The new variant, identified as a "variant of concern" by the WHO, is being blamed for increasing cases in South Africa and has sparked concern due to its high number of mutations.
President Joe Biden announced Friday that the United States would restrict travel from South Africa and seven other countries beginning Monday to the emerging and newly named "omicron" variant of the coronavirus.
Senior administration officials stated that the policy was "implemented with extreme caution" and on the advice of the Centers for Disease Control and Prevention and Biden's chief medical adviser, Dr. Anthony Fauci.
Botswana, Zimbabwe, Namibia, Lesotho, Eswatini, Mozambique, and Malawi are also included in the restriction, which does not apply to US citizens or lawful permanent residents.
"As we move forward," Biden said in a statement, "we will continue to be guided by what the science and my medical team advises."
Later, Biden described the restrictions as preventative when speaking to reporters in Nantucket, Massachusetts, where he and his family are spending the Thanksgiving holiday.
"We don’t know a lot about the variant except that it is a great concern, and seems to spread rapidly,” the president said.
Omicron, classified as a "variant of concern" by the World Health Organization, is being blamed for an increase in cases in South Africa and has sparked concern due to its high number of mutations, making it potentially more transmissible and resistant to vaccines.
Biden emphasized the importance of vaccines and booster shots, urging fully vaccinated Americans to get booster shots as soon as they are eligible and making an urgent appeal to the unvaccinated.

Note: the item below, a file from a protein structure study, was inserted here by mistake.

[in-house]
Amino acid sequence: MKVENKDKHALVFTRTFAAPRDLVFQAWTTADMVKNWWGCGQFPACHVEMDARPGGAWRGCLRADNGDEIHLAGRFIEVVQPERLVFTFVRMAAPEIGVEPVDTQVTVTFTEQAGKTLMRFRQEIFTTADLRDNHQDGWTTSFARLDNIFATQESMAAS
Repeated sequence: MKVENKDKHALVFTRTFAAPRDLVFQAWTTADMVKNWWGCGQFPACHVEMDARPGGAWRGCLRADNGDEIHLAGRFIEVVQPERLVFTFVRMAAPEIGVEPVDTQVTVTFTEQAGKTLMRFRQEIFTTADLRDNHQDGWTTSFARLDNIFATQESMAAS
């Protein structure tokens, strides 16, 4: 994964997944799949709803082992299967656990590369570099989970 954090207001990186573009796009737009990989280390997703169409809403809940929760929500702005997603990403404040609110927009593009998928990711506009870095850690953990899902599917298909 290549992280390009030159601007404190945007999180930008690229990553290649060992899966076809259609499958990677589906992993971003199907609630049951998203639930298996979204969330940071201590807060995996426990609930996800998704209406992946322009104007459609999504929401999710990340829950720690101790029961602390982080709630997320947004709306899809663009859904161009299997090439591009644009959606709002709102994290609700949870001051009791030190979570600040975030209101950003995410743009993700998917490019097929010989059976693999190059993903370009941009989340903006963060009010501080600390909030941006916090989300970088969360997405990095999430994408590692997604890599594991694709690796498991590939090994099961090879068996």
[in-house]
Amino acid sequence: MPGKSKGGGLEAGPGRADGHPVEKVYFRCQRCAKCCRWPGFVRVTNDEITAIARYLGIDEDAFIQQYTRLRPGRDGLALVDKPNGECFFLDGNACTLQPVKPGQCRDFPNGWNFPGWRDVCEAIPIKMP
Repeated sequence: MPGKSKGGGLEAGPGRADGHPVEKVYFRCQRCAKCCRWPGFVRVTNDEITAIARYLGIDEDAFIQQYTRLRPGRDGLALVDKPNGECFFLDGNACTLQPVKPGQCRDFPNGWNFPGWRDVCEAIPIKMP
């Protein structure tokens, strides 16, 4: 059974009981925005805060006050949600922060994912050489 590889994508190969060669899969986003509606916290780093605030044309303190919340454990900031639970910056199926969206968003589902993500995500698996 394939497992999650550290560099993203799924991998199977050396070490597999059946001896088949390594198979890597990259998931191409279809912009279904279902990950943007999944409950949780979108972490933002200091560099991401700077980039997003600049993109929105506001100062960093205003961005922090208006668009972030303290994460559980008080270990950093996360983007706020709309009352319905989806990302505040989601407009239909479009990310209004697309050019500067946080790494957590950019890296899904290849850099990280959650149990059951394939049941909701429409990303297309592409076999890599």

"America is leading the world in vaccinating children ages 5-11, and has been vaccinating teens for many months now — but we need more Americans in all age groups to get this life-saving protection," he said in Friday's statement. "If you have not gotten vaccinated, or have not taken your children to get vaccinated, now is the time."
On Friday, the Dow Jones Industrial Average closed its worst day of the year as news of the variant — first detected in South Africa, with cases also identified in Asia and Europe — prompted fears of a prolonged pandemic.
The World Health Organization convened an emergency meeting on Friday, and the United Kingdom, the European Union, and other countries had already announced restrictions on travel from the African continent.
“We don't know very much about this yet,” Maria Van Kerkhove, an infectious disease epidemiologist and the WHO’s Covid-19 technical lead, said in a Thursday video. “What we do know is that this variant has a large number of mutations. The concern is that when you have so many mutations it can have an impact on how the virus behaves.”
Biden addressed the "world community" in part of his Friday statement, claiming that the pandemic will not be over "until we have global vaccinations."
"The United States has already donated more vaccines to other countries than every other country combined," Biden added. "It is time for other countries to match America’s speed and generosity."